Between April 1 and June 17, 2022, at least 222 rafters and backpackers became infected with acute gastroenteritis, most likely norovirus, according to the Centers for Disease Control and Prevention (CDC). This is the largest outbreak of acute gastroenteritis documented in the Grand Canyon National Park backcountry.
Preliminary analysis of illness characteristics and portable toilet specimen test results suggested norovirus as the primary causative agent of illness. Norovirus spreads quickly through person-to-person contact and contaminated food or beverages and can persist in the environment. The virus can live for days to weeks on hard surfaces.
River outfitters and National Park staff members partnered to enable the implementation of prevention and control measures.
Norovirus-associated acute gastroenteritis is highly transmissible in settings with close person-to-person contact and decreased access to hand hygiene. Because many trips use the same campsites and place-portable toilets in the same locations, particles could have been transmitted to surfaces, beach sand or river water where new groups could have encountered them, and then transmitted the virus both from person-to-person and trip-to-trip.
Rapid separation of ill persons from non-ill persons and reinforcement of hygiene and sanitation practices by commercial rafting trip guides might have led to lower attack rates reported on some trips.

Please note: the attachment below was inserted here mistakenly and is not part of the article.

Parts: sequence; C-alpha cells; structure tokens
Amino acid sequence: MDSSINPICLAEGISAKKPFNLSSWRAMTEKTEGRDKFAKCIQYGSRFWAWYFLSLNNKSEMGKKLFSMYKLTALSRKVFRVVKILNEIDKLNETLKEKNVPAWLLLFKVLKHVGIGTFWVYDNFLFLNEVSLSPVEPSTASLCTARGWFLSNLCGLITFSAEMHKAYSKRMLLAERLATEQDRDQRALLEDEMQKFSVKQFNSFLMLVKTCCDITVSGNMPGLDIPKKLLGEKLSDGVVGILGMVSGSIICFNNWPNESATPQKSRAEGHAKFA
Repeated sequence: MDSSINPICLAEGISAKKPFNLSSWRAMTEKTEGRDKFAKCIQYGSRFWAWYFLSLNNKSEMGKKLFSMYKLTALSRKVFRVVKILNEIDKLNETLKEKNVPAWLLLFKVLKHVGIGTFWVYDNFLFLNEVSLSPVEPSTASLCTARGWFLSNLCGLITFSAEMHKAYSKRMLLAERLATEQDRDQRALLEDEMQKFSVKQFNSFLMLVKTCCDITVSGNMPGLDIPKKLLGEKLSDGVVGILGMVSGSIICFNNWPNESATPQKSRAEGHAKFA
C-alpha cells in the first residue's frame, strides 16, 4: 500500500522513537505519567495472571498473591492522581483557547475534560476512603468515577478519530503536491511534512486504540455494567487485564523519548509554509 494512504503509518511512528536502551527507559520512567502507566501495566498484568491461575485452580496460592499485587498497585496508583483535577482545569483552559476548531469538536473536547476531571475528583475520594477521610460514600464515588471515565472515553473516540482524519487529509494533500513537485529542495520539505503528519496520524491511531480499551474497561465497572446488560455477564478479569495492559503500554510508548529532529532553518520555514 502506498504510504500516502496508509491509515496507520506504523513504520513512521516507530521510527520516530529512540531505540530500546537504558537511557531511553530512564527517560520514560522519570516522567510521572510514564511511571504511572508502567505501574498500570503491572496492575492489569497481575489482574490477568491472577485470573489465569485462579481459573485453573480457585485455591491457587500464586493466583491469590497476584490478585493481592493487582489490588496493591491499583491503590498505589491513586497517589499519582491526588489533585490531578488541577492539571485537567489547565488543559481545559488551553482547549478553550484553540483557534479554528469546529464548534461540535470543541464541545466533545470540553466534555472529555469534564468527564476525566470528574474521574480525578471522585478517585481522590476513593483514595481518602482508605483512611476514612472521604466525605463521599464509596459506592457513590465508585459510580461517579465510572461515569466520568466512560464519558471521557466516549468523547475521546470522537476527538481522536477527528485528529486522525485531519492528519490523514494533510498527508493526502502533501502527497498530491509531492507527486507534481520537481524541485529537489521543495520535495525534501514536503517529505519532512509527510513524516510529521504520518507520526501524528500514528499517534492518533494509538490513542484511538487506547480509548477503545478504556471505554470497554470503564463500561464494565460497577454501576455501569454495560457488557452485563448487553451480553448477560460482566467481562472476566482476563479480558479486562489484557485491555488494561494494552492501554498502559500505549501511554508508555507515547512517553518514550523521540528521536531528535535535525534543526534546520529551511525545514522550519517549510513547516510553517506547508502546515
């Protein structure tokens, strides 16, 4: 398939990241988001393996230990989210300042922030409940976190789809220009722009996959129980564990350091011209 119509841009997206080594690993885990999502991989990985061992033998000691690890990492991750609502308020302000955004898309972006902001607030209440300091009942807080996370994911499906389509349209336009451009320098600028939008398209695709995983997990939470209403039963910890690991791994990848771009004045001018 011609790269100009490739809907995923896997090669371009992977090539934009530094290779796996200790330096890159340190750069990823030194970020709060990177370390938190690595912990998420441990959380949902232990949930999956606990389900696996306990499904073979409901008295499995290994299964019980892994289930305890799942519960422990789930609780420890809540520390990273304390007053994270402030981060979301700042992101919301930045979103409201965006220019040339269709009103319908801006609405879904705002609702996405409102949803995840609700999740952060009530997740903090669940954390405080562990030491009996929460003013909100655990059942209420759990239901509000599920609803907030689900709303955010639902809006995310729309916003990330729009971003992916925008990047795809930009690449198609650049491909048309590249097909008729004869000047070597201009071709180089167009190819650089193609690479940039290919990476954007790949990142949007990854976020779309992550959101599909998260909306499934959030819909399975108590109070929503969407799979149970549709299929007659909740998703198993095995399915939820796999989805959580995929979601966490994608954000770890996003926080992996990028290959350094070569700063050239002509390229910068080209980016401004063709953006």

Outbreak control measures in the setting of rafting and backpacking included rapid case reporting, symptom screening before the trip started, water disinfection, prompt separation of ill passengers, strict adherence to hand hygiene with soap and water and minimizing interactions among rafting groups.
With norovirus increasing nationwide and visitation rates returning to near pre-pandemic levels, the potential exists for a resurgence of norovirus outbreaks among visitors to the Grand Canyon backcountry. River rafting and camping might amplify norovirus spread because of limited hygiene supplies and close person-to-person contact. In the future, prevention and control of outbreaks include rapid reporting of illnesses, symptom screening before trip launch to minimize the introduction of illnesses, strict adherence to hand hygiene with soap and water and sanitation protocols, disinfection of water before consumption, prompt separation of ill passengers, and minimizing of interactions with other rafting groups.
Outdoor food safety tips from the USDA’s FSIS
The U.S. Department of Agriculture’s Food Safety and Inspection Service recommends planning ahead on any camping, backpacking or outdoor trips and deciding what you are going to eat and how you will prepare it.
- Pack safely: use a cooler, or pack foods in the frozen state with a cold source.
- Whether in the wild or on the high seas, protect yourself and your family by washing your hands with soap and water or using hand sanitizer that contains at least 60 percent alcohol before and after handling food.
- Raw meats may contain bacteria, so keep raw foods separate from other foods.
- Don’t take perishable meat or poultry products without a cold source to keep them safe.
- Take disposable wipes, hand sanitizer or biodegradable soap for hand- and dishwashing.
- If using a cooler, leftover food is safe only if the cooler still has ice in it. Otherwise, discard leftover food.
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